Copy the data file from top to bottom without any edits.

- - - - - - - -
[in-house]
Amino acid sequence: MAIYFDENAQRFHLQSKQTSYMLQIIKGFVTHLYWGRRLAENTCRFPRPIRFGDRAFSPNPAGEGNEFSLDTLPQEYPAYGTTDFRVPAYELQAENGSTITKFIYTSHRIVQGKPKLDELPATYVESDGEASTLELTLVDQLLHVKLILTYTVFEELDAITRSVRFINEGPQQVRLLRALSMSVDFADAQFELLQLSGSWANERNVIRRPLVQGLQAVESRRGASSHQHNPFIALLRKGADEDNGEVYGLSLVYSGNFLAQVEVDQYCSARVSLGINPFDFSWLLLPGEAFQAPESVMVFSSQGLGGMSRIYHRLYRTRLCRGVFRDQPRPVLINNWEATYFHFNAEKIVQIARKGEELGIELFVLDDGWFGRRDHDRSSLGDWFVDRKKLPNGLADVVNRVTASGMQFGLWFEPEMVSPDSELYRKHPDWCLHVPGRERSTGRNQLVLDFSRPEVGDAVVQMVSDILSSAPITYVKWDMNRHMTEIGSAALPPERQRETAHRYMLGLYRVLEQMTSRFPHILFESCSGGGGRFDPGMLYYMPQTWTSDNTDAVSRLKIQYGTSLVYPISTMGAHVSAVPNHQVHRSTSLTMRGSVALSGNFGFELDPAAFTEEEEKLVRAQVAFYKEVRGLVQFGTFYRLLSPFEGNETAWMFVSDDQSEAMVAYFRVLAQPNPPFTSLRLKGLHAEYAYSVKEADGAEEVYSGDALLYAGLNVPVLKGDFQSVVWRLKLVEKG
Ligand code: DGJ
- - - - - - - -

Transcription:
[in-house]
Amino acid sequence: MAIYFDENAQRFHLQSKQTSYMLQIIKGFVTHLYWGRRLAENTCRFPRPIRFGDRAFSPNPAGEGNEFSLDTLPQEYPAYGTTDFRVPAYELQAENGSTITKFIYTSHRIVQGKPKLDELPATYVESDGEASTLELTLVDQLLHVKLILTYTVFEELDAITRSVRFINEGPQQVRLLRALSMSVDFADAQFELLQLSGSWANERNVIRRPLVQGLQAVESRRGASSHQHNPFIALLRKGADEDNGEVYGLSLVYSGNFLAQVEVDQYCSARVSLGINPFDFSWLLLPGEAFQAPESVMVFSSQGLGGMSRIYHRLYRTRLCRGVFRDQPRPVLINNWEATYFHFNAEKIVQIARKGEELGIELFVLDDGWFGRRDHDRSSLGDWFVDRKKLPNGLADVVNRVTASGMQFGLWFEPEMVSPDSELYRKHPDWCLHVPGRERSTGRNQLVLDFSRPEVGDAVVQMVSDILSSAPITYVKWDMNRHMTEIGSAALPPERQRETAHRYMLGLYRVLEQMTSRFPHILFESCSGGGGRFDPGMLYYMPQTWTSDNTDAVSRLKIQYGTSLVYPISTMGAHVSAVPNHQVHRSTSLTMRGSVALSGNFGFELDPAAFTEEEEKLVRAQVAFYKEVRGLVQFGTFYRLLSPFEGNETAWMFVSDDQSEAMVAYFRVLAQPNPPFTSLRLKGLHAEYAYSVKEADGAEEVYSGDALLYAGLNVPVLKGDFQSVVWRLKLVEKG
Ligand code: DGJ